Sunday, March 29, 2020

The Red Birds

Environmental & Science Education
Edward Hessler

Spring is sprung
The grass is riz
I wonder where the birdies is
--Children's Rhyme

I know where a few of them are.  

I try to keep track, and remember (the big trick), locations where cardinals are announcing their presence to the world and to other cardinals. Poet Mary Oliver described this as a "musical battle." I record these in a notebook, including whether I saw them as well,  that when filled gets recycled. So much for data!

I have two or three walks/bicycle rides where I mostly know where they will be and over several years they haven't changed their housing pattern at all. I don't always succeed but I try to listen from a couple of vantage points and if I'm lucky from three to be sure I've got the location as close as I can..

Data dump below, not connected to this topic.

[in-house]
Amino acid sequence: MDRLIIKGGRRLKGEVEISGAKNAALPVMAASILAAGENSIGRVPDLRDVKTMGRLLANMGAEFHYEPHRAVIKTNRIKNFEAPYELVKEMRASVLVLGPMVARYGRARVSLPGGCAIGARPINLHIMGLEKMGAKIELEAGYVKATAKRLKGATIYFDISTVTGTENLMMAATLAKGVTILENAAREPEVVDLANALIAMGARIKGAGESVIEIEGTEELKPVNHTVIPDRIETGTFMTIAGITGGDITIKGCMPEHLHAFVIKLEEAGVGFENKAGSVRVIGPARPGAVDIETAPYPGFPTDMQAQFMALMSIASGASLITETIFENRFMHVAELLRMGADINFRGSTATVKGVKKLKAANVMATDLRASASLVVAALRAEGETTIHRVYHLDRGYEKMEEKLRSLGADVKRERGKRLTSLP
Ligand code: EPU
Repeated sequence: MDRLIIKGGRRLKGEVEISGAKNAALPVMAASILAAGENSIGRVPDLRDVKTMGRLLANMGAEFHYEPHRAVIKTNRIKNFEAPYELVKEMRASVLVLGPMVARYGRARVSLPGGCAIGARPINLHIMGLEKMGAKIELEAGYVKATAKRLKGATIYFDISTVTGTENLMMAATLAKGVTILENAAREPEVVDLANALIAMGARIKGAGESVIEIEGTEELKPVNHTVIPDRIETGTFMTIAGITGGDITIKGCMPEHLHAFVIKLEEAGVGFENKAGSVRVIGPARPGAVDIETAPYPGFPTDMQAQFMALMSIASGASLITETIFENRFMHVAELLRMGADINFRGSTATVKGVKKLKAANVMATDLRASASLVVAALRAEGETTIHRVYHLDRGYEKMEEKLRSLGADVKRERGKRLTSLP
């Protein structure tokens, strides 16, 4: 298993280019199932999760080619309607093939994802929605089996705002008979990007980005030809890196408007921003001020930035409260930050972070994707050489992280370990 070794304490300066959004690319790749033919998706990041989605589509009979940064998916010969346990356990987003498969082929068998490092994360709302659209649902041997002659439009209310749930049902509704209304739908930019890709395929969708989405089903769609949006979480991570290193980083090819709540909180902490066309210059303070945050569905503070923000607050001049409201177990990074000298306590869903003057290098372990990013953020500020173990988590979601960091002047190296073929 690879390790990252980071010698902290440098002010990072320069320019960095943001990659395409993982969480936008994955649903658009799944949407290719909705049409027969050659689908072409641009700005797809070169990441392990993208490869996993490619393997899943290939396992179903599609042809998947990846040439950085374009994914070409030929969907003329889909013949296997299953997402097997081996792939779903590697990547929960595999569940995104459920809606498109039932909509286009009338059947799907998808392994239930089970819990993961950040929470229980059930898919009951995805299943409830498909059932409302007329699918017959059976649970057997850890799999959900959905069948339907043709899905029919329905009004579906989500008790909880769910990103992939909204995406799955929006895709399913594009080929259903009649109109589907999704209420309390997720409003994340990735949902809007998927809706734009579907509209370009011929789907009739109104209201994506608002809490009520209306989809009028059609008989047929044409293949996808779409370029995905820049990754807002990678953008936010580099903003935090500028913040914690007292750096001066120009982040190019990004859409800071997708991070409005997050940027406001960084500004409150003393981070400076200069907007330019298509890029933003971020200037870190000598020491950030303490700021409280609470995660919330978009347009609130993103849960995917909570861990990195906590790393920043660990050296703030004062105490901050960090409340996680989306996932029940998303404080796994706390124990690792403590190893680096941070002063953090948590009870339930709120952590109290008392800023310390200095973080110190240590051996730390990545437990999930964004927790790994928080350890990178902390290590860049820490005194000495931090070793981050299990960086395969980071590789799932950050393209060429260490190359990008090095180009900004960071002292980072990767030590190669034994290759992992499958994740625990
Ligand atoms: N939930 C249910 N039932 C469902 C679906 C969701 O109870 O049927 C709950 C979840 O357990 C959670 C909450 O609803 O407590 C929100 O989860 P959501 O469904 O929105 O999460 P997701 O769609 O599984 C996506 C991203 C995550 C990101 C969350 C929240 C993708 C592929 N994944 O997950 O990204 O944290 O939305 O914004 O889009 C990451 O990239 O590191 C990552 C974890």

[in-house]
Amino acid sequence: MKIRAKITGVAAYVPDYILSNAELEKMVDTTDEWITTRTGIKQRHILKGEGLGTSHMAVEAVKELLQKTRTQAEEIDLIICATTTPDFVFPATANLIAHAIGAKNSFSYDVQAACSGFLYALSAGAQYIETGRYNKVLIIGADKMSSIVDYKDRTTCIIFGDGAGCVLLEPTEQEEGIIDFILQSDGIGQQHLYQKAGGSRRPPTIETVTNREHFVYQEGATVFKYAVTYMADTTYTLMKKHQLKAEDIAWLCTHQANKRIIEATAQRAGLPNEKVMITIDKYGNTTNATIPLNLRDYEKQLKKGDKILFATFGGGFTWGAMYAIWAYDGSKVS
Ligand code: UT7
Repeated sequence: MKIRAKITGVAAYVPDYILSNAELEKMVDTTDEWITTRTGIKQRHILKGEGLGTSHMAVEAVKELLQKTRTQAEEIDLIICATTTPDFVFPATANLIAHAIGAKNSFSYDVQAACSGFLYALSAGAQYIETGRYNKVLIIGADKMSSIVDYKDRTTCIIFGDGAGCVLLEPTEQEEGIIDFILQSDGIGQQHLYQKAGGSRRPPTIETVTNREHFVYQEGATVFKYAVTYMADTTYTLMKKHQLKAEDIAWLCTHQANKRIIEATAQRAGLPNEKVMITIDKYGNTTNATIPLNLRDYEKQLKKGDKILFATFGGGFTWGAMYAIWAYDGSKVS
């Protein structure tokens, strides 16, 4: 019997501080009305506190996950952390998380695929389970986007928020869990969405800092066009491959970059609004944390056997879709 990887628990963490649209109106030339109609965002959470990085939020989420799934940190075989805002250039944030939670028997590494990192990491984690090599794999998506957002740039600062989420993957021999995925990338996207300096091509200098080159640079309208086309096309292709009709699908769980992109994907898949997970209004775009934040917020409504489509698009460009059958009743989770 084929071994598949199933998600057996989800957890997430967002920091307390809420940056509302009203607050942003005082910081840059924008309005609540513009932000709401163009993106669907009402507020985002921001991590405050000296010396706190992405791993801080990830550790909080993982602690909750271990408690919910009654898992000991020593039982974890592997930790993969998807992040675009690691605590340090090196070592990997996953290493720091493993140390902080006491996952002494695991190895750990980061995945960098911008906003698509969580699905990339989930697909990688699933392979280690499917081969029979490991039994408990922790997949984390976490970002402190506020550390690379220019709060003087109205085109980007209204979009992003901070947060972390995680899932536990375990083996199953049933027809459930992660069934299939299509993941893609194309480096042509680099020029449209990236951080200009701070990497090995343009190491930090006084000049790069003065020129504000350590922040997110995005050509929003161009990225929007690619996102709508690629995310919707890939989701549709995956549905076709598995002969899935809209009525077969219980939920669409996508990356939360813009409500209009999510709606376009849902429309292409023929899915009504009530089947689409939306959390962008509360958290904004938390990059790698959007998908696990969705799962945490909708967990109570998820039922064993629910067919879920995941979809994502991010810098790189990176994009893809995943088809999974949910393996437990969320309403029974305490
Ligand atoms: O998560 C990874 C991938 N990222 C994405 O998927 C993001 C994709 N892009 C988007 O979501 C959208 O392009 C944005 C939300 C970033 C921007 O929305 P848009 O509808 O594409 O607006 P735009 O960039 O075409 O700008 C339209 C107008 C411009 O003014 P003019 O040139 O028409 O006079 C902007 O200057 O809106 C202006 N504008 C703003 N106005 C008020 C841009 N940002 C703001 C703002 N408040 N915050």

I don't walk/bike these routes at the same time each day nor each day, so any "data" I have is anecdotal. And my afternoon trail is sometimes different. I don't carry my notebook with me. So much for science.

Some of the cardinal calls will persist throughout summer and into fall. Last year, I heard a cardinal on Christmas day but it was weeks later before I heard another. It was in a familiar spot. Latest or earliest ever for me.

Childhood was spent surrounded by farms, fields and distant woods as well as a wide "crick" a field or two away. I miss the dawn chorus although there is a semblance of one here--smaller chorale unit. The latter is not nearly as rich and is sometimes overwhelmed by the sound of a city awakening. It is a kind of getting up to the snarly. I'm glad the birds are so insistent or even still here but I wish their habitat was a bit more welcoming. One of the joys of this time of year is to hear the choir starting at around 5:30 am and earlier as spring and summer progress.

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